A bipartisan group wants to solve Arizona's housing shortage
Arizona is short 270,000 housing units and a bipartisan group of lawmakers, developers and housing experts plan to spend the next six months figuring out what to do about it.
Driving the news: The Housing Supply Study Committee met for the first time Tuesday. It was created this session by the state legislature.
- Republican Rep. Steve Kaiser and Democratic Rep. Cesar Chavez co-chair the committee.
- Tempe Mayor Corey Woods, Arizona Housing Coalition's Joan Serviss and representatives from the Arizona Multihousing Association and the Home Builders Association of Central Arizona are among the members.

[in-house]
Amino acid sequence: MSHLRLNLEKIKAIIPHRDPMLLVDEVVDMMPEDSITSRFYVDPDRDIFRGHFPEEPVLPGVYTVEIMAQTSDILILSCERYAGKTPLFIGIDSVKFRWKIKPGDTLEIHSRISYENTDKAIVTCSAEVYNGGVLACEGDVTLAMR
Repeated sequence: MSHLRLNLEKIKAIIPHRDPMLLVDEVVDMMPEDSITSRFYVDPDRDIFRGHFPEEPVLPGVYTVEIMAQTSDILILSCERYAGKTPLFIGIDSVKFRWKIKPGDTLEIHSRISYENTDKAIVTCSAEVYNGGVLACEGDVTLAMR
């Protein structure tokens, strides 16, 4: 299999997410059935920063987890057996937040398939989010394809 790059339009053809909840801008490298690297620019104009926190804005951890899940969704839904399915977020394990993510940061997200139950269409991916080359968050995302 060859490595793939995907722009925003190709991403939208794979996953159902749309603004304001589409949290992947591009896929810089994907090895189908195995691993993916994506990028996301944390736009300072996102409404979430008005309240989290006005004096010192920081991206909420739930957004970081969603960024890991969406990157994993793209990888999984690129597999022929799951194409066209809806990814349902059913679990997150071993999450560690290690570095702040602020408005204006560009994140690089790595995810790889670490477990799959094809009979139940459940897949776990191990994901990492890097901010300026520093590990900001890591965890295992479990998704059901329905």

Of note: The co-chairs said the group will meet at least twice a month through December to compile a "findings report" that state lawmakers can use to draft legislation next year.
- The group will also hire an out-of-state auditor to conduct a professional assessment of Arizona's housing supply.
Details: Committee members said they wanted to look into speeding up city permitting processes, addressing the not-in-my-backyard mentality surrounding some multifamily development and promoting affordability in future projects.
What they're saying: "We can't just build, build, build. We need to make sure that housing is affordable for all Arizonans," Serviss said.
Flashback: Chavez and Kaiser introduced a bill early this year that would have overridden city zoning codes to allow residential housing almost anywhere.
- Cities pushed back and this study committee was created instead.
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